I usually write up a little blurb for the books I read, but I knew very little about The Raven Tower before I started it, and for this book that felt right. If you want to know more about it, check out the Goodreads description!
Also, quite honestly, I read this book because it was written by Ann Leckie. Had someone tried to explain it to me beforehand, it would have been a bit baffling. But I was super excited for her first novel length foray into fantasy, regardless of what it was about.
(This is mostly because over the course of Leckie’s novel-writing career, I’ve come to trust her as an author. I know she writes books that I like, that touch me deeply, and that stay with me. Not every author gets the same trust from me. This isn’t something we talk about a lot when we review books, but it’s there all the same. And sometimes authors know this enough to use it in really interesting ways–yes, I’m thinking of Megan Whalen Turner. Other times, it can be eroded or broken, by a series of less-resonant books, or by things like bad representation.)
The thing is, I wasn’t instantly on board with The Raven Tower. It’s in second person, which is my least favorite narrative style. And because we’re dropped right in and trusted to keep up, it didn’t immediately have the deep emotional resonance that draws me so much to the Raadchai books. (Another thing we don’t often talk about is how a smart author can build up emotional connections over the course of a series, so that by the later books they can just telegraph a moment and it will hold so much more weight of meaning than it could in the first book.)
But something about the story, the insistence of the narrative voice, the things that didn’t quite line up with what I thought was happening pulled me in. Besides the fact that I trusted Leckie to write a story that ultimately would deliver. And by the end I did feel rewarded in that decision. There are some clever, slippery things that happen in the narration. They reverse assumptions about the shape of the story, even the characters. They kept me on my toes, and made the story so much more interesting than it would have been without them. But they also add in feeling as details are shaded in, as the world becomes clear, as the characters resolve. We begin to see the subtlety of the cruelness but also the strength of the kindness.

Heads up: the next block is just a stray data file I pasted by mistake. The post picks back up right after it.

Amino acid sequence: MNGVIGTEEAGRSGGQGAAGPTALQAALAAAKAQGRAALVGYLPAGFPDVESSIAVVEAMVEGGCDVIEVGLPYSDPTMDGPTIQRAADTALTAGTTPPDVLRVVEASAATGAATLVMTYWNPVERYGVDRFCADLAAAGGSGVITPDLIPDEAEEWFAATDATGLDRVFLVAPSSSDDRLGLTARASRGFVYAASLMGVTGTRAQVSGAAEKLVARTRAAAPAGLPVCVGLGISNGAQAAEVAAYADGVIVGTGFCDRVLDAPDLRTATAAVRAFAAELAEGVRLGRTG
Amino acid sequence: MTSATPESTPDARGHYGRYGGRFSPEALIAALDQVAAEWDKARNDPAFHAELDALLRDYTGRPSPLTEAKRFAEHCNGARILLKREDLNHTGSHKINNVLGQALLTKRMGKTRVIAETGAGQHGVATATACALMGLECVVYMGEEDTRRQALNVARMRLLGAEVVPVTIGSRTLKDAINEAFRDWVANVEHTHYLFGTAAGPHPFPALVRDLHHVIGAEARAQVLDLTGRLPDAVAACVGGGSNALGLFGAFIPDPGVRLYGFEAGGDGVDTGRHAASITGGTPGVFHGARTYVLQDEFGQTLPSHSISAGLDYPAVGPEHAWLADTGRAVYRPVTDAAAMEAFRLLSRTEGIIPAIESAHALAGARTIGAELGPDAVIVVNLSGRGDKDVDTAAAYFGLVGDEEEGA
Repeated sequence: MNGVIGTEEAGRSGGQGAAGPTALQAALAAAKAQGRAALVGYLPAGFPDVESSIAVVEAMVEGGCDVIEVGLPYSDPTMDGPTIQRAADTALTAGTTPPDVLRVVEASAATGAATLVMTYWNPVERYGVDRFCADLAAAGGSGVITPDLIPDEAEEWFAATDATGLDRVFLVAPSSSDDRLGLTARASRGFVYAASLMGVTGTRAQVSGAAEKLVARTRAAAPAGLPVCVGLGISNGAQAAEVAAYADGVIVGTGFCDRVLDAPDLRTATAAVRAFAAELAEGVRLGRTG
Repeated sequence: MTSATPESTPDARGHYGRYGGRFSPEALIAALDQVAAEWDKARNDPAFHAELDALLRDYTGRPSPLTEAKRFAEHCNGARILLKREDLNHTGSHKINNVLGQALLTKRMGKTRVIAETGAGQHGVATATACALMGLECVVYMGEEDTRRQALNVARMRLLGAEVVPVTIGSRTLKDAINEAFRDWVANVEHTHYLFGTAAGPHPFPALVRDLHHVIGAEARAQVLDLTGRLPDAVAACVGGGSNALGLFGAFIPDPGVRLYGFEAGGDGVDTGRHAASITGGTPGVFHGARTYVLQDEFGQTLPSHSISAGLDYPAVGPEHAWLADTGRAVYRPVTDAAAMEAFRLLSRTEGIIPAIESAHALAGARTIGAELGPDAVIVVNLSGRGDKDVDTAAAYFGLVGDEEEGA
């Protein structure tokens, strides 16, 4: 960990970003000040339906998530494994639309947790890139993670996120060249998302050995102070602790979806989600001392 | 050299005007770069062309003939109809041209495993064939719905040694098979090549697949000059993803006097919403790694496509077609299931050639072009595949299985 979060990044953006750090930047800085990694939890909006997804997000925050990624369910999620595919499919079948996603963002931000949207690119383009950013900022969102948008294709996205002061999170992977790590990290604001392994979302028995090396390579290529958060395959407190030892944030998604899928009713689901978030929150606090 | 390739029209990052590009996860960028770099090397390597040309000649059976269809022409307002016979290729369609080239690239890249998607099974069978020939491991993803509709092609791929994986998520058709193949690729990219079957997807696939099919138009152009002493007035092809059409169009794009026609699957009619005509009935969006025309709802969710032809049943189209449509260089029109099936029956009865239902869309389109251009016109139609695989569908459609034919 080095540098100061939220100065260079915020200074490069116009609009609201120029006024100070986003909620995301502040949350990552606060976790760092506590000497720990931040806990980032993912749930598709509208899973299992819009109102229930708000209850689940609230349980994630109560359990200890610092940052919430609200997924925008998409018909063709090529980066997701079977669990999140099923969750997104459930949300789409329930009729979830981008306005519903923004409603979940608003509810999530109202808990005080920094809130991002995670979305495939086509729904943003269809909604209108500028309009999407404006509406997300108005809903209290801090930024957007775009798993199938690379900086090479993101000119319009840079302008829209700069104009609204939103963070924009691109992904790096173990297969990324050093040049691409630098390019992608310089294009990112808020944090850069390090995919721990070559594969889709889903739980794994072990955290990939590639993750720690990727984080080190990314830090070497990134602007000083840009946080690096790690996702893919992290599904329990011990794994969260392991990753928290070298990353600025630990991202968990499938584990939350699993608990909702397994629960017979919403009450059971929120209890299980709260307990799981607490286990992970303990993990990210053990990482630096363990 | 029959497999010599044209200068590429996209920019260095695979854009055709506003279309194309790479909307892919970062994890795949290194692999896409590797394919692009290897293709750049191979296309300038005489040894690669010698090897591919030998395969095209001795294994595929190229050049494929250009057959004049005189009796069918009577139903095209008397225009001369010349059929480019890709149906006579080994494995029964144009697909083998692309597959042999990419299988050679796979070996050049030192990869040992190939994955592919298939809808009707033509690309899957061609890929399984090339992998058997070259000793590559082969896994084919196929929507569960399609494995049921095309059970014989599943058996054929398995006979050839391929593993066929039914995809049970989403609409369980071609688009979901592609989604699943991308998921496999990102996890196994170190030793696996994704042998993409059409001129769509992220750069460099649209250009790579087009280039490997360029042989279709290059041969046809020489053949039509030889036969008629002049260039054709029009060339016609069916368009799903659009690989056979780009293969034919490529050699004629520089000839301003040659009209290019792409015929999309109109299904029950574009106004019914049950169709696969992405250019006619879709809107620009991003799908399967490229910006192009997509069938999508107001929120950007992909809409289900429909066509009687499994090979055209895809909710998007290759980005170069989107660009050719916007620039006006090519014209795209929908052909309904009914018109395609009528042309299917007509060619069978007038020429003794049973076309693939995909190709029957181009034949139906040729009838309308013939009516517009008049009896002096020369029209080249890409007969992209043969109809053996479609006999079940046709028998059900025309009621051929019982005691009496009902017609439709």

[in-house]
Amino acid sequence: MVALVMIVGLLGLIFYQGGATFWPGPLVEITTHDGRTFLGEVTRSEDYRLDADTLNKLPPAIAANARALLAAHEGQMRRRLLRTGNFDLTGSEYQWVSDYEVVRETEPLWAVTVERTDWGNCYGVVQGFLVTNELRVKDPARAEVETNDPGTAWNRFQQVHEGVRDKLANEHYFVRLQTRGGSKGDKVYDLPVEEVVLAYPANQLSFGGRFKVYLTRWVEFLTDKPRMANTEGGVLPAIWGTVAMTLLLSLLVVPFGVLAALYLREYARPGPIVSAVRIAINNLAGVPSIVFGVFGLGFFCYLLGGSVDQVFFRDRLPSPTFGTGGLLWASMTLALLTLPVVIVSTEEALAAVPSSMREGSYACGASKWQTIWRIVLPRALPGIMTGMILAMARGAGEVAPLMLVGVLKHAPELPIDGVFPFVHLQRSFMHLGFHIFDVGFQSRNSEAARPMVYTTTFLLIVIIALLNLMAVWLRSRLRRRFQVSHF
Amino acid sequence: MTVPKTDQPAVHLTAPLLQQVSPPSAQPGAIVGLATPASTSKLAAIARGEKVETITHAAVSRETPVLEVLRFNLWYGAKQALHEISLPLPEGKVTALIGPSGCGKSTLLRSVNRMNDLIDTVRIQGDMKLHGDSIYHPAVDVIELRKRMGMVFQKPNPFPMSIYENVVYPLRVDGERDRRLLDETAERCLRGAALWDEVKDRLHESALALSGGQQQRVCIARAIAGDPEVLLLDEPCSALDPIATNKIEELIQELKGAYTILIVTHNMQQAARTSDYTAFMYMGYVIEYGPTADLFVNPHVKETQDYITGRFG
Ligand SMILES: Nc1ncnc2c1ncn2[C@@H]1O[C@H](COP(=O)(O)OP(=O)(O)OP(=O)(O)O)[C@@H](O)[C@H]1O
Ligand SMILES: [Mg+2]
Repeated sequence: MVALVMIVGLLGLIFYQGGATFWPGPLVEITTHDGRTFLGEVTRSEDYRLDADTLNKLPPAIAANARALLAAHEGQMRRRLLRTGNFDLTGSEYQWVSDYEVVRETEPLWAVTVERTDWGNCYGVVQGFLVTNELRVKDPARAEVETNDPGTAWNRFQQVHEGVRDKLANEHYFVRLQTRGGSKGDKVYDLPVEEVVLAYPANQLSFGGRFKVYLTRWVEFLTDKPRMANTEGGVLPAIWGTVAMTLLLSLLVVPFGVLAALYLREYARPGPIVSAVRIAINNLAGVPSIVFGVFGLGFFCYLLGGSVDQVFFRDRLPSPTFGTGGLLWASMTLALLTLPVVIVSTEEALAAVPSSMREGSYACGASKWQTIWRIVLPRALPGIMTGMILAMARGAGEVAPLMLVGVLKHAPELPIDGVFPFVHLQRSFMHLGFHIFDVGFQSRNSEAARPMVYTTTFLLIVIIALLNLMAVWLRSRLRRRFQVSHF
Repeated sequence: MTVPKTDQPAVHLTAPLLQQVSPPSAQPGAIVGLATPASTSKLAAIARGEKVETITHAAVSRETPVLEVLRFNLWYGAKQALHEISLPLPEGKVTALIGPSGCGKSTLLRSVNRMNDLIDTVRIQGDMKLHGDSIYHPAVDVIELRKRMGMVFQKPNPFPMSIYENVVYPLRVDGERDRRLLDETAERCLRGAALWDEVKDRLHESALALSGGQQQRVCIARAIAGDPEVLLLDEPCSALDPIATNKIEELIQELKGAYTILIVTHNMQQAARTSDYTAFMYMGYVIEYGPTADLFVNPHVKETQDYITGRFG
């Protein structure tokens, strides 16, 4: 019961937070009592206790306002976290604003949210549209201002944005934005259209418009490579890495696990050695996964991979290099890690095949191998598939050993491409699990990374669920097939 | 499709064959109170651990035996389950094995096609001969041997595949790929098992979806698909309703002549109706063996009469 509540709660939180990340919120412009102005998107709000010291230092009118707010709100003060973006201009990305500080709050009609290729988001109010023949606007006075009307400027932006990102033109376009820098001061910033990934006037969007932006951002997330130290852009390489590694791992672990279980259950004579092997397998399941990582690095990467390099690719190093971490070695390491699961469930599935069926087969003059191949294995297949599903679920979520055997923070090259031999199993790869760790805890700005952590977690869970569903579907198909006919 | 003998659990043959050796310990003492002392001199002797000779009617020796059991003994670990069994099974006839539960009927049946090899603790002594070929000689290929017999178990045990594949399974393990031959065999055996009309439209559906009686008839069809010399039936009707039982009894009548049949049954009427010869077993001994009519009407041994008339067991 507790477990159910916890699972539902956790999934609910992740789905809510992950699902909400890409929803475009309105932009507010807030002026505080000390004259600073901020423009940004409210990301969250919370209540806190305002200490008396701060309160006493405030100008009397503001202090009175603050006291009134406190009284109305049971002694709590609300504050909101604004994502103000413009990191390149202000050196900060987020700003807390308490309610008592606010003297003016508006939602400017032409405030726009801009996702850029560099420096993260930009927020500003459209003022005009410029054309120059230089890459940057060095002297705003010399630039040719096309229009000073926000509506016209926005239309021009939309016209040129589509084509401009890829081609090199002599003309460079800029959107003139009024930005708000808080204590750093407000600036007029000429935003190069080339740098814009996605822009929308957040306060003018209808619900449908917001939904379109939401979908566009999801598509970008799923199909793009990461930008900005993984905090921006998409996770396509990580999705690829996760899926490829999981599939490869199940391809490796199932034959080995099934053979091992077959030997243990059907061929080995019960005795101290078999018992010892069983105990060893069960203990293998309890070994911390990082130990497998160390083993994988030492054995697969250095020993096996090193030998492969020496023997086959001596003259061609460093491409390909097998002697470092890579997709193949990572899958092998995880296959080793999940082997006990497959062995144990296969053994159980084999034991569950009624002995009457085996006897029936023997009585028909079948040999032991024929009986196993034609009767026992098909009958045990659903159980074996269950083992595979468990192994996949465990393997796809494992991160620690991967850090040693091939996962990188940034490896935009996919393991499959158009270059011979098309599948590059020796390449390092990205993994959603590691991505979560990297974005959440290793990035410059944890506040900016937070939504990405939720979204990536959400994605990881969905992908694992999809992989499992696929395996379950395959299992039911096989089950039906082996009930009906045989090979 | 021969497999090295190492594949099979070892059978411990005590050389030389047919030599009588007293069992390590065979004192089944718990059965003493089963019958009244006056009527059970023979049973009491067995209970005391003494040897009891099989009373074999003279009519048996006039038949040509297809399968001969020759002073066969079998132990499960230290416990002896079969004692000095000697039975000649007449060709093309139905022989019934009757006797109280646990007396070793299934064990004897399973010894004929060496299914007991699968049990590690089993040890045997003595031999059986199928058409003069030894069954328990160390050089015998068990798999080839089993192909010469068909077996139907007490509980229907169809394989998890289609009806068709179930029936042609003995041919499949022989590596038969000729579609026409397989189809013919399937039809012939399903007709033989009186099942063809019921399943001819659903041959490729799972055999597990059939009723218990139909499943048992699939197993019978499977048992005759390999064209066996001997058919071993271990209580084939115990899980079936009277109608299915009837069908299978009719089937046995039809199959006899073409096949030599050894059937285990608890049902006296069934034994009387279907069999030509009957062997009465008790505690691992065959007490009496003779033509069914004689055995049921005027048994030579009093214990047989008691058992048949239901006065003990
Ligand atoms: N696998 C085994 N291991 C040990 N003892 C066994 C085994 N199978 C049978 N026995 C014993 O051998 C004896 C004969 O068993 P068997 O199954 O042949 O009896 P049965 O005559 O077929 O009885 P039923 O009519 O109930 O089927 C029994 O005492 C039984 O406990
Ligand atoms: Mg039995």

This story is the most like Ancillary Justice out of all the other Leckie stories I’ve read. But they’re not the same. As I was writing this review, I remembered James Tiptree Jr writing about Joanna Russ: “It smells revolutionary—no, wait, not “revolutionary.” Not the usual. It smells and smoulders like a volcano buried so long and deadly it is just beginning to wonder if it can explode. Fantastic anger. Like the writer is watching every word, saying, Cool it, cool it, don’t say it.” That’s what this books feels like. Cool it, cool it. Don’t say it. Fantastic anger.
Until at last, there is that ending, one of those endings that are far more powerful than the simple words on the page, because they are exactly where the story needs to end: still half formed, still with the taste of them in your mind. I still feel almost as though I can taste the last line on my lips, as though I shouted it myself.
I’ve been struggling to think of readalikes for this one. A little bit For a Muse of Fire, a little bit Tess of the Road, a little bit Persona and Icon. But not quite any of them. If you’ve read it and have ideas, please let me know!
Previously, on By Singing Light:
Chime by Franny Billingsley (2011)
Roll of Thunder, Hear My Cry by Mildred Taylor (2014)
Jinx’s Fire by Sage Blackwood (2015)
Ursula K Le Guin Reading Notes: Voices (2016)
In the Great Green Room by Amy Gary (2017)
H is for Hawk by Helen MacDonald (2018)